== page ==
The opinion of the court was delivered by: Richard W. Roberts United States District Judge
Plaintiff alleges that he was barred from using the law library at the University of the District of Columbia ("UDC"). He sues the District of Columbia, UDC's Board of Trustees and several individuals under federal and District of Columbia law. The UDC defendants move to dismiss the amended complaint [Doc. No. 35] ("Am. Comp't."), or in the alternative, for summary judgment.*fn1 Because the complaint fails to state a claim upon which relief may be granted under 42 U.S.C. §§ 1981, 1983, and the University defendants are entitled to qualified immunity, UDC's motion will be granted and the complaint will be dismissed in its entirety.*fn2
The basic facts giving rise to the complaint are not disputed. At the relevant time, posted signs stated that the law school computer lab was "for the use of law school students only." Am. Comp't. ¶ 10. Plaintiff alleges that on September 20, 2004, between 9 p.m. and 10 p.m., he requested permission from defendant William Thomas, a Technician, to use the law school's computer lab. Id. ¶ 14. Thomas granted the request and directed plaintiff to the computer lab. Id. ¶ 15. When plaintiff reached an available computer terminal, defendant Mireille B. Tshiteya, a UDC law student, questioned whether plaintiff was a law student. This verbal encounter escalated to the point that plaintiff responded, inter alia: "'None of your god dam [sic] business'" Id. ¶ 33. Plaintiff was an undergraduate and not a law student. Id. ¶ 1, and Exhs. I, K. Eventually, Tshiteya called security and plaintiff was escorted out of the lab by "two D.C. Government Police Officers," Am. Comp't. ¶ 42, who "did not permit the plaintiff to return to the computer lab." Id. ¶ 47.
Plaintiff alleges that on September 21, 2004, "defendants District of Columbia, Board of Trustees, Pollard, Solomon and Baker considered defendant Tshiteya's written allocutions [and found that] the plaintiff's behavior was 'appalling' and 'abusively rude.'" Id. ¶¶ 54-55. Allegedly, plaintiff was charged with "nonacademic misconduct," id. ¶ 56, and defendants "decided to restrict plaintiff's access to the law school facility." Id ¶ 61. Plaintiff alleges that on May 10, 2005, he "entered UDC's law library to conduct legal research." Id. ¶ 73. After showing identification, plaintiff "was invited to enter the law library." Id. ¶ 75. He "ended his research without incident." Id. ¶ 76. Upon leaving the library, however, plaintiff alleges that Thomas stated that plaintiff would not have been able to enter the library had he been there, see id. ¶ 77, and when plaintiff tried to re-enter the library, a "D.C. Government Police Officer" told him that he could not re-enter the library because "he had been banned." Id. ¶ 81.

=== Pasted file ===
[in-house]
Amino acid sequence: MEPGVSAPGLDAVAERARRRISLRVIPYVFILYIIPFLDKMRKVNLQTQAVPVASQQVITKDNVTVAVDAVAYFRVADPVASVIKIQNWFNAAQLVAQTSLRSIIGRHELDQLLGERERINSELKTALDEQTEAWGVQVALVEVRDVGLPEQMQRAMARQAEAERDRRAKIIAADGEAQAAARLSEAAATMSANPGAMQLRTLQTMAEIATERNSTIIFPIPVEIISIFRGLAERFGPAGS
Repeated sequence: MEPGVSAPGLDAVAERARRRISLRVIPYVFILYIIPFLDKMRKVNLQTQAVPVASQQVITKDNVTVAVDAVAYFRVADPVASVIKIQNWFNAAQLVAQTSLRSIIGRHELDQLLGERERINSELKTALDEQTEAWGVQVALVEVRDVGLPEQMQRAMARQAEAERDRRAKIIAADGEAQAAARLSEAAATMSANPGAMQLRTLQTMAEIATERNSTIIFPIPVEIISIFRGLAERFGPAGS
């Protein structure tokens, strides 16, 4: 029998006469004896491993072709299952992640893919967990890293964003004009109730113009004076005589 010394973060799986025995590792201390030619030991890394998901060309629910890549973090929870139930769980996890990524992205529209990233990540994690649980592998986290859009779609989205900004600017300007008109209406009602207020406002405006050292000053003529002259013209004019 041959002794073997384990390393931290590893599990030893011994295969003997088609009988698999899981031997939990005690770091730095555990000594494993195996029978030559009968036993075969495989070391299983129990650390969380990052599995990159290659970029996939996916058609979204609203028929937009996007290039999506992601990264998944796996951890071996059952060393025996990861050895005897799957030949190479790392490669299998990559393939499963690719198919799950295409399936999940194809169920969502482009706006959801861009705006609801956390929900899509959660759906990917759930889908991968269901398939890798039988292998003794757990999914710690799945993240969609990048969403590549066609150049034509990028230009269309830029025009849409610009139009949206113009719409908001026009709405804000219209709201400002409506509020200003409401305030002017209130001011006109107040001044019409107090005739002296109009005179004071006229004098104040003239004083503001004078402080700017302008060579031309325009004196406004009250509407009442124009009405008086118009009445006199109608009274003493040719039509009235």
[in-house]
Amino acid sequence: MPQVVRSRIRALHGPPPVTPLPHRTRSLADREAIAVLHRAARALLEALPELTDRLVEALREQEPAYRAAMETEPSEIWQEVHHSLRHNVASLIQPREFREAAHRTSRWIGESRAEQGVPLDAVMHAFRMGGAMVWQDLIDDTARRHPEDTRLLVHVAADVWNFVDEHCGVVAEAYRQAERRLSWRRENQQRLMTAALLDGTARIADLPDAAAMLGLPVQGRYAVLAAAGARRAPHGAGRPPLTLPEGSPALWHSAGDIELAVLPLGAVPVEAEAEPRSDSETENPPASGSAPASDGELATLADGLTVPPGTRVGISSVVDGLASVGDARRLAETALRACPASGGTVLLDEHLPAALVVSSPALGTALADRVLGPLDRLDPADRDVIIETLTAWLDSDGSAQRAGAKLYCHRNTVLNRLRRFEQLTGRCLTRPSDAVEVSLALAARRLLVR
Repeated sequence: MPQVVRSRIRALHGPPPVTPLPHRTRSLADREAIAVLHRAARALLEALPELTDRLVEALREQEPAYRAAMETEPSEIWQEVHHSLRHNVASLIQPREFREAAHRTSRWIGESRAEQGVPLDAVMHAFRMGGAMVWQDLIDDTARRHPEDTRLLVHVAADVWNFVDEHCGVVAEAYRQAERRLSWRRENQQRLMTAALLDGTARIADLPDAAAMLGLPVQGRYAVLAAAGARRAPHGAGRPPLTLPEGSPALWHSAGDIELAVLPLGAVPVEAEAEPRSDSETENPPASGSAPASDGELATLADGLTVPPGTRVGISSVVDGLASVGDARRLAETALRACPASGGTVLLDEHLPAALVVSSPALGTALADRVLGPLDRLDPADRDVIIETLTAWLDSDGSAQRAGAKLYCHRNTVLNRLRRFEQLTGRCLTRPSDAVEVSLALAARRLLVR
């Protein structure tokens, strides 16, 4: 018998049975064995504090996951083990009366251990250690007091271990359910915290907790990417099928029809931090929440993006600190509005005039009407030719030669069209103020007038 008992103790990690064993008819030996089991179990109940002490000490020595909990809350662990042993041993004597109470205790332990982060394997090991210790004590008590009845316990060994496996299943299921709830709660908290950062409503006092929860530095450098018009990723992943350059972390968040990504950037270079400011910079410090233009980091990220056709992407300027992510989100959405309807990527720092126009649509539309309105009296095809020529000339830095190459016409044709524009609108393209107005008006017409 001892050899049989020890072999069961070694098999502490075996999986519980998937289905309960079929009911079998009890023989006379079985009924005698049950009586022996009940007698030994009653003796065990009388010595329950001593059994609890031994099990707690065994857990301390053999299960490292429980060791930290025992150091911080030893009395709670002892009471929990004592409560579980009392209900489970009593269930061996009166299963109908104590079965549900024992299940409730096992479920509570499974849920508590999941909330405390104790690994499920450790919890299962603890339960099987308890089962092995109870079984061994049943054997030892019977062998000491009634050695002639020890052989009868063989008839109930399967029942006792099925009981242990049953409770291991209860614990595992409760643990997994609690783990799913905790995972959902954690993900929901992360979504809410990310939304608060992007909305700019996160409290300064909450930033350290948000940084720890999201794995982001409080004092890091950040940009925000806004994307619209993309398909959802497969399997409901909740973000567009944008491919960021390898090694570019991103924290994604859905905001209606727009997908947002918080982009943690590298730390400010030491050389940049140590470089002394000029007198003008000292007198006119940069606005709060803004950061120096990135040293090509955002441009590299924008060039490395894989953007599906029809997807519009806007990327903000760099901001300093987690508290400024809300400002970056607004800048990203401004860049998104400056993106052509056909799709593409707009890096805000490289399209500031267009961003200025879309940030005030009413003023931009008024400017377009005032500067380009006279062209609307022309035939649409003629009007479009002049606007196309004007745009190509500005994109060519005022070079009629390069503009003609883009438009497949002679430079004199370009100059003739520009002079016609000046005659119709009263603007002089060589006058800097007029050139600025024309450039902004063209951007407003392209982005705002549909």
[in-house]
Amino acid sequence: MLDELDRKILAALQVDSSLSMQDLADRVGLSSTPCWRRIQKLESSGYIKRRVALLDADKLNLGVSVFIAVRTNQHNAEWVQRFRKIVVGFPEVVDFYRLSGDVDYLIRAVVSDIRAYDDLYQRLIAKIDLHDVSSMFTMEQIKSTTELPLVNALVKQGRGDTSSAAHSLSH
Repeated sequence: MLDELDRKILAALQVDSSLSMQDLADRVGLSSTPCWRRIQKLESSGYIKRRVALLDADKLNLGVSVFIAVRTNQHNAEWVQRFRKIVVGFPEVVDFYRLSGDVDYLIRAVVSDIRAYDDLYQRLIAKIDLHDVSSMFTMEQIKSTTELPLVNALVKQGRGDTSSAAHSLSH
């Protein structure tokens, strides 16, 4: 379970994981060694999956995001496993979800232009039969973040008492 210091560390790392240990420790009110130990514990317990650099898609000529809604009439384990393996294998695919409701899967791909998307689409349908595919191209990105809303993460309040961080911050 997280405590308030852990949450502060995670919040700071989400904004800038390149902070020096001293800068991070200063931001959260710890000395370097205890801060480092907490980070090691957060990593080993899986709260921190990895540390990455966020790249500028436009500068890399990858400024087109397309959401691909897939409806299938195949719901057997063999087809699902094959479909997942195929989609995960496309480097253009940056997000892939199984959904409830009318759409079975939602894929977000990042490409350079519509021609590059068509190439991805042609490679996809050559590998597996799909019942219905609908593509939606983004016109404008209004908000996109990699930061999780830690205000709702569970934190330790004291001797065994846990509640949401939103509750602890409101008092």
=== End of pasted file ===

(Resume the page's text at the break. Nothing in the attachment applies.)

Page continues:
Plaintiff captions his five causes of actions as follows: "Exercise of Police Powers," id. ¶ 90, "Exercise of Free Speech," id. ¶ 94, "Liberty Interest," id. ¶ 99, "The Code of Student Conduct," id. ¶ 106, "Time, Place and Manner Restrictions." Id. ¶ 113. He seeks a declaratory judgment, expungement of the September 20, 2004, incident from his records, an apology and monetary damages exceeding $750,000. See id at 21-24.
1. Subject Matter Jurisdiction
The UDC defendants move to dismiss the complaint pursuant to Fed. R. Civ. P. 12(b)(6) for failure to state a claim upon which relief may be granted. In the alternative, these defendants seek summary judgment pursuant to Fed. R. Civ. P. 56 alleging a lack of subject matter jurisdiction. Defendants have not articulated a basis for dismissing the case for lack of subject matter jurisdiction and no basis is otherwise apparent. Plaintiff states that he is bringing his claims under, inter alia, 42 U.S.C. §§ 1981, 1983. Am. Comp't. at 1. He alleges that he was barred from UDC's law library without due process of law, in violation of the Fifth Amendment, and was restrained from exercising his right of free speech, in violation of the First Amendment. These alleged violations of constitutional rights fall within the Court's "federal question" jurisdiction. See 28 U.S.C. § 1331. Defendants' suggestion to the contrary lacks merit.
2. The Merits of the Complaint
A court may dismiss a complaint on the ground that it fails to state a claim upon which relief may be granted if it appears, assuming the alleged facts to be true and drawing all inferences in plaintiff's favor, that the plaintiff can prove no set of facts in support of his claim that would entitle him to relief. Harris v. Ladner, 127 F.3d 1121, 1123 (D.C. Cir. 1997); Kowal v. MCI Communications Corp., 16 F.3d 1271, 1276 (D.C. Cir. 1994).*fn3
Plaintiff invokes 42 U.S.C. §§ 1981, 1983. Section 1981 grants to "[a]ll persons within the jurisdiction of the United States" the enjoyment of rights listed therein "as is enjoyed by white citizens." 42 U.S.C. § 1981. A claim under this section "is cognizable . . . only if based on racial or ethnic characteristics associated with the national origin in question." Wesley v. Howard University, 3 F. Supp. 2d 1, 3 (D.D.C. 1998) (citing St. Francis College v. Al-Khazraji, 481 U.S. 604, 613 (1987)); accord Mitchell v. DCX, Inc., 274 F. Supp. 2d 33, 45 (D.D.C. 2003) (to maintain a § 1981 claim, "a plaintiff must show that a defendant intentionally treated him or her differently because of his or her race"). Plaintiff has not alleged discriminatory treatment based on his race and therefore has failed to state a § 1981 claim.
To sustain his § 1983 claims, plaintiff must show the deprivation of "rights, privileges, or immunities secured by the [federal] Constitution and laws" by a person acting ...